That doesn’t feel as though it’ll be too controversial a statement either. It must be stressed that there’s no grand reinvention going on here, and in many ways, that’s for the best. To let their initial ideas die on the vine just wouldn’t be beneficial in the slightest; instead on Why Would I Watch, consolidation feels like the main aim at play. Thus, any jutting tics of math-rock are folded away to colour more detailled patterns on an already-strong emo and pop-punk base like on And I Smoke or This Song Is Called It’s Called What It’s Called. But that alone only goes so far; the central melody is ultimately king, and Hot Mulligan have decked out its crown more than ever this time around. Why Would I Watch boasts what are easily some of their most incessant hooks to date on No Shoes In The Coffee Shop (Or Socks) and Gans Media Retro Games, shooting for crisp emo melody and landing faultlessly.

It’s honestly the best medium for Hot Mulligan to inhabit, especially when you see how much they can wring from it without making too many sacrifices. The crackle and twinkle of homespun emo warmth is still fully present in the production, and in no way impeded by the album’s poppier sensibilities. Similarly, Tades Sanville still has a habit of flying off into mid-lyric vocal shredding to hone in on an emotional rawness, and placed among the ideas on here, it falls to a lot less dissonance. Where The Wonder Years comparisons have regularly been apt in Hot Mulligan’s more refined states, that’s no different here—there’s a lot of thematic wounds ripped open like on Shhh! Golf Is On, only hidden behind the deflection of shitpost song titles in a way that makes digging around in there sting just that bit more.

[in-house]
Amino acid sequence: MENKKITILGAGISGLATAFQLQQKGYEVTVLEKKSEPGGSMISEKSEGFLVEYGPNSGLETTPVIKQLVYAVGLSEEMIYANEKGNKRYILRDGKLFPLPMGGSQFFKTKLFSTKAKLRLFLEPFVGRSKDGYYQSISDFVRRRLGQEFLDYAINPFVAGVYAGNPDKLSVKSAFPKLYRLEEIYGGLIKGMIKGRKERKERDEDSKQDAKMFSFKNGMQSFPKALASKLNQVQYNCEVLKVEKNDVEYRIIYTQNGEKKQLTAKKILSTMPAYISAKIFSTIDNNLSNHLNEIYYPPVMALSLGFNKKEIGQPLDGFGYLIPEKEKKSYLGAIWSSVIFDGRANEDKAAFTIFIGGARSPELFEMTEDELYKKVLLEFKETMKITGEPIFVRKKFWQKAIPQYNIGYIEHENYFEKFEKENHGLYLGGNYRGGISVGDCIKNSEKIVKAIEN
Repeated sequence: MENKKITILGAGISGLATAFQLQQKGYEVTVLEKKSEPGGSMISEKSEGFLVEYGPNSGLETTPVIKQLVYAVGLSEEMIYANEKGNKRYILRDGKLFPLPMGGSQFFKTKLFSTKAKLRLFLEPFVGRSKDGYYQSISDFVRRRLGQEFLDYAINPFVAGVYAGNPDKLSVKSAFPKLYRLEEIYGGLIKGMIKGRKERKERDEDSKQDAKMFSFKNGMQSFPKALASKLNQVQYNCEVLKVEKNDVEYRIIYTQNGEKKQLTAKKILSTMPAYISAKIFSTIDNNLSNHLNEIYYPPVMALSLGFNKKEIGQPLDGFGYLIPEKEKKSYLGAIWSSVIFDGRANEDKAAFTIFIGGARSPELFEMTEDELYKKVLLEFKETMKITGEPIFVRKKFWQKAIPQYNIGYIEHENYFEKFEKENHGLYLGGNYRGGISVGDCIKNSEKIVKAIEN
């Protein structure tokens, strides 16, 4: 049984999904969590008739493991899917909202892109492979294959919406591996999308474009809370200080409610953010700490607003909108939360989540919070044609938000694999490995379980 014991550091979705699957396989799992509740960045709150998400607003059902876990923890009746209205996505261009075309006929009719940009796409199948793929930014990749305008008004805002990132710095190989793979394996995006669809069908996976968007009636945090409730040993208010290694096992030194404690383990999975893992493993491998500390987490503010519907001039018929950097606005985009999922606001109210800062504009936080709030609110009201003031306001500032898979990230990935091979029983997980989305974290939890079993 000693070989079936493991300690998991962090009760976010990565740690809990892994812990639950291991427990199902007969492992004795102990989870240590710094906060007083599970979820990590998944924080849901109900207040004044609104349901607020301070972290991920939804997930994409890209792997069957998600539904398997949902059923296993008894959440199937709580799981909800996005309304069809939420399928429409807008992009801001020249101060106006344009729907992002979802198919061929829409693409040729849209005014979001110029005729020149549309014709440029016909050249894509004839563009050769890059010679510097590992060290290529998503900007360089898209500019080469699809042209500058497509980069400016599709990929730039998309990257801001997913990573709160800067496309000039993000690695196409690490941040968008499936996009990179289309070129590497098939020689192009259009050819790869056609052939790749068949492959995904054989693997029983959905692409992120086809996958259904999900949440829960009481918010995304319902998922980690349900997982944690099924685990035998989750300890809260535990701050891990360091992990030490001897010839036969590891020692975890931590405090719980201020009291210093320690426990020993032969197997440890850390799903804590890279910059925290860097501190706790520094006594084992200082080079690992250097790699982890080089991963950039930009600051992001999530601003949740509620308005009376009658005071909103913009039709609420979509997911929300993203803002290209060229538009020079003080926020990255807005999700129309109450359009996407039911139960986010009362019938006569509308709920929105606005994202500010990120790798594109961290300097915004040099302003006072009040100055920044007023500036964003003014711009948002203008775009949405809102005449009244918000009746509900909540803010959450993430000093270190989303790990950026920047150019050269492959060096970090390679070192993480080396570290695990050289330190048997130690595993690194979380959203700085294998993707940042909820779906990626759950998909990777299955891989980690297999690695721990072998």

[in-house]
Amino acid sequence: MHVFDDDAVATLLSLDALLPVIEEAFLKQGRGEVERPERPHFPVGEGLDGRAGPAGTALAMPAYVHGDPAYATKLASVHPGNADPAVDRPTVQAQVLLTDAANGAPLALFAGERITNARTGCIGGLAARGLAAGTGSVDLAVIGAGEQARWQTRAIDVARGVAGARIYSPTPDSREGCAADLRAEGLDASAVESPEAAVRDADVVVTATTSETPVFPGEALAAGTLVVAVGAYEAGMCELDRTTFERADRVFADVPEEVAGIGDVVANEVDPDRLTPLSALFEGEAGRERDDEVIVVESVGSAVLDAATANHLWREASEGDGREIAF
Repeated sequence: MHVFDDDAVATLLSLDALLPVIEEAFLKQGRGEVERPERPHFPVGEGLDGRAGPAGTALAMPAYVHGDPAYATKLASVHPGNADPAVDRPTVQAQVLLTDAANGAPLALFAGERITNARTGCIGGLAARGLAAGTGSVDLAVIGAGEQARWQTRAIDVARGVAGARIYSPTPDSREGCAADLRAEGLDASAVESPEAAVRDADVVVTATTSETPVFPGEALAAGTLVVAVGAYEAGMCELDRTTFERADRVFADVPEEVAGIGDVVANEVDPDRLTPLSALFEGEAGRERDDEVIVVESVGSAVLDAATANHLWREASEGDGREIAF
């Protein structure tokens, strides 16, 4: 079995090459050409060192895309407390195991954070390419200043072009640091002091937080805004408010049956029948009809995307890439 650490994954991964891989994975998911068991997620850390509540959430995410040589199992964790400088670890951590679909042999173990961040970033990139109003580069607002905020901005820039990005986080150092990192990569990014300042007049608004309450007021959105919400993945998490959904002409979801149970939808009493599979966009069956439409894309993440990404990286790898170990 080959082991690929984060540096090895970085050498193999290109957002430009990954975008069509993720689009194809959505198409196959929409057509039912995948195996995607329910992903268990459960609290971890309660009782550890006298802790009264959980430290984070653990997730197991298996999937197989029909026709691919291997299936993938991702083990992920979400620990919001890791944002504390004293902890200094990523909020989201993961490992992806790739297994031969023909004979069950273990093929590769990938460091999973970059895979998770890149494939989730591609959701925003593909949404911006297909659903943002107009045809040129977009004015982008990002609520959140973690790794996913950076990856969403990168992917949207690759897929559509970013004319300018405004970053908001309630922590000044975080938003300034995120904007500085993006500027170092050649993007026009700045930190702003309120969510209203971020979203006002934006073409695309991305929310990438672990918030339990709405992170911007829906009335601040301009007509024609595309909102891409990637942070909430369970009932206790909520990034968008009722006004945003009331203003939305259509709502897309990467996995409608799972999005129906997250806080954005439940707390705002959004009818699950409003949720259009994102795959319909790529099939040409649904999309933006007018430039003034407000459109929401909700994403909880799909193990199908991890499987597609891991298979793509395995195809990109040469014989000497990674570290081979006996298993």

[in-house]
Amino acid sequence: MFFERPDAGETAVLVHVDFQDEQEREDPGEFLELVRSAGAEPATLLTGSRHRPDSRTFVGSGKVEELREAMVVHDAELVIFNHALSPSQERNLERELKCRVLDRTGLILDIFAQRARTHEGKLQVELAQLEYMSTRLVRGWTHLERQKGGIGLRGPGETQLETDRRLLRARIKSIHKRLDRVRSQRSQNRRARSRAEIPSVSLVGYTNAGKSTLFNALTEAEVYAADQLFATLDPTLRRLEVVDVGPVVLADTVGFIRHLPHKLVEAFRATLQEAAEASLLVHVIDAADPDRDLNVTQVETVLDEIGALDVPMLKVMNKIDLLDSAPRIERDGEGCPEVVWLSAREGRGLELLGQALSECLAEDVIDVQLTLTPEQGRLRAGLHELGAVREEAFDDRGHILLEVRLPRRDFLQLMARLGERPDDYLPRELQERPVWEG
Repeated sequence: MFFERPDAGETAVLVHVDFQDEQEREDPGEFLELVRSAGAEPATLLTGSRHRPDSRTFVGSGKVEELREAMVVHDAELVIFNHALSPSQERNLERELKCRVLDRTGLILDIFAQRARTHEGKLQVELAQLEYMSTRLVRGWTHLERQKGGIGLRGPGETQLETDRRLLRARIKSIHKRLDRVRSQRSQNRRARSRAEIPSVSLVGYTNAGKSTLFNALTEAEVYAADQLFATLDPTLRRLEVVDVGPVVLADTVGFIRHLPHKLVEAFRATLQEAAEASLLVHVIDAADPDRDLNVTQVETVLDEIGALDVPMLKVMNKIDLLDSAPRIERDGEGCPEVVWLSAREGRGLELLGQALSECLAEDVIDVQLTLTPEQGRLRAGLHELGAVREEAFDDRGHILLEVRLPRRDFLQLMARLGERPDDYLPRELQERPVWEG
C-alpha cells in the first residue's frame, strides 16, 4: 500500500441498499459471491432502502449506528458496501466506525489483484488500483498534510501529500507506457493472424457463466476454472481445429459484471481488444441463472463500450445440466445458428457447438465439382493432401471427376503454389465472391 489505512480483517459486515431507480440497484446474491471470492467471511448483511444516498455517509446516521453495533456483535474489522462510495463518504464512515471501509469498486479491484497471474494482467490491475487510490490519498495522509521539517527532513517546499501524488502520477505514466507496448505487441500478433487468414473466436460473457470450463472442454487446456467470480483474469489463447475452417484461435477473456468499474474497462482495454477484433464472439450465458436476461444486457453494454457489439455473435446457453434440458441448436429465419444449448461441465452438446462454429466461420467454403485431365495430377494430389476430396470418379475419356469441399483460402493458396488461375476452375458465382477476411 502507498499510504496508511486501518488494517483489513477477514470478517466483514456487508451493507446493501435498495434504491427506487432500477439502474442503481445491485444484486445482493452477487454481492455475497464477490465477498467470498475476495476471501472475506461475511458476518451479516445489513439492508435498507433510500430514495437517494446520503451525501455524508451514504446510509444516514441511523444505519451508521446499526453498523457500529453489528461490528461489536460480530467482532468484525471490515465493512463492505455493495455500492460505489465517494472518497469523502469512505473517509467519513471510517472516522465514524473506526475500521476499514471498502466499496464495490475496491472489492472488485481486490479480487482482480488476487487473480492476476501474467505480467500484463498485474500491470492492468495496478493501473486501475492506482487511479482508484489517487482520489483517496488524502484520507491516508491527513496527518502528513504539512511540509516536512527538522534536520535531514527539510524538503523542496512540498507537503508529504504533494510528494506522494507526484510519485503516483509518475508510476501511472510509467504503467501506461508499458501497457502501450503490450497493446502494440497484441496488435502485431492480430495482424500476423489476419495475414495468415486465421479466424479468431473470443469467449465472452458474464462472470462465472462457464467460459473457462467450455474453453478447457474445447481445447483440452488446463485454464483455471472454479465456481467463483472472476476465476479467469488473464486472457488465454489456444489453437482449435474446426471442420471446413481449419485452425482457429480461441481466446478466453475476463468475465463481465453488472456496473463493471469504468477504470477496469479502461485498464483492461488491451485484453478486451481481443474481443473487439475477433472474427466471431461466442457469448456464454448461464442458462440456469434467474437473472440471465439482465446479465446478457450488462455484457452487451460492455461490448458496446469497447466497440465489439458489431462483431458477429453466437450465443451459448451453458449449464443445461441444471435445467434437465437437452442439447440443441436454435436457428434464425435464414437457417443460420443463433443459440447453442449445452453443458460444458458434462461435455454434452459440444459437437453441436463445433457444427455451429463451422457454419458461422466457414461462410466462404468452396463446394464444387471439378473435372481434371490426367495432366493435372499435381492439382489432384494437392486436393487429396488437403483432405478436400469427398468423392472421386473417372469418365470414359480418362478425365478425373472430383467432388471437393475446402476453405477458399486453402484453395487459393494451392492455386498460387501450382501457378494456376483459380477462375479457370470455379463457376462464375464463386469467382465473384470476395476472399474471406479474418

In other words, it’s yet more reassertion that Hot Mulligan really haven’t changed much. They’ve not needed to, and they’re clearly aware of that when Why Would I Watch is as natural a continuation as is necessary. The mood and tone continue to excel within their field, now held even more firmly by tighter constructive prowess and a sense of spark that, within their catalogue, is second-to-none. If all is right, this is where Hot Mulligan’s star makes its greatest ascent, vaulting into the upper tiers of emo where they clearly belong. More so now than ever before, that couldn’t be easier to see.

For fans of: Free Throw, The Wonder Years, Oso Oso

‘Why Would I Watch’ by Hot Mulligan is released on 12th May on Wax Bodega.

Artwork for Himalayas’ ‘From Hell To Here’ - a statue of a figure with no skin holding a phone to take a selfie


From Hell To Here

In the world that Himalayas likely want to live in, they’re already rock icons. Hell, had they been knocking about around a decade ago, it’s not hard to imagine them in a parallel state to, say, Royal Blood. They’re the sort of band who’ll inevitably generate the same flavour of response, as a middle ground between indie and ‘proper’ rock scenes through deeply ingrained accessibility and a fat, low-swinging sound. You can probably tell from that description why they feel like a bit of relic nowadays, but they’re also not unpleasant in any massive way.

In that sense, From Hell To Here is painted all over with the colours of Royal Blood’s debut, or even the Arctic Monkeys’ AM. It runs through the riff-rock train of thought, less interested in branching into subgenres that doubling down on rock music in its purest form. Thus, the title track sets the mood with plenty of scuzz and fuzz, extrapolated into a heftier groove on Darkest Before The Dawn, and a more ominous swing of the axe on Somebody Else. That’s effectively the snaking route that Himalayas go down on From Here To Hell—seldom unpredictable, but certainly proficient. And that’s kind of where this thing tends to fall now, especially a decade or so removed from its peak. You’d be hard pressed to find a new idea among what Himalayas lay out here (which, in all honesty, can make the album drag its feet a little), but they’re doing what they do well enough.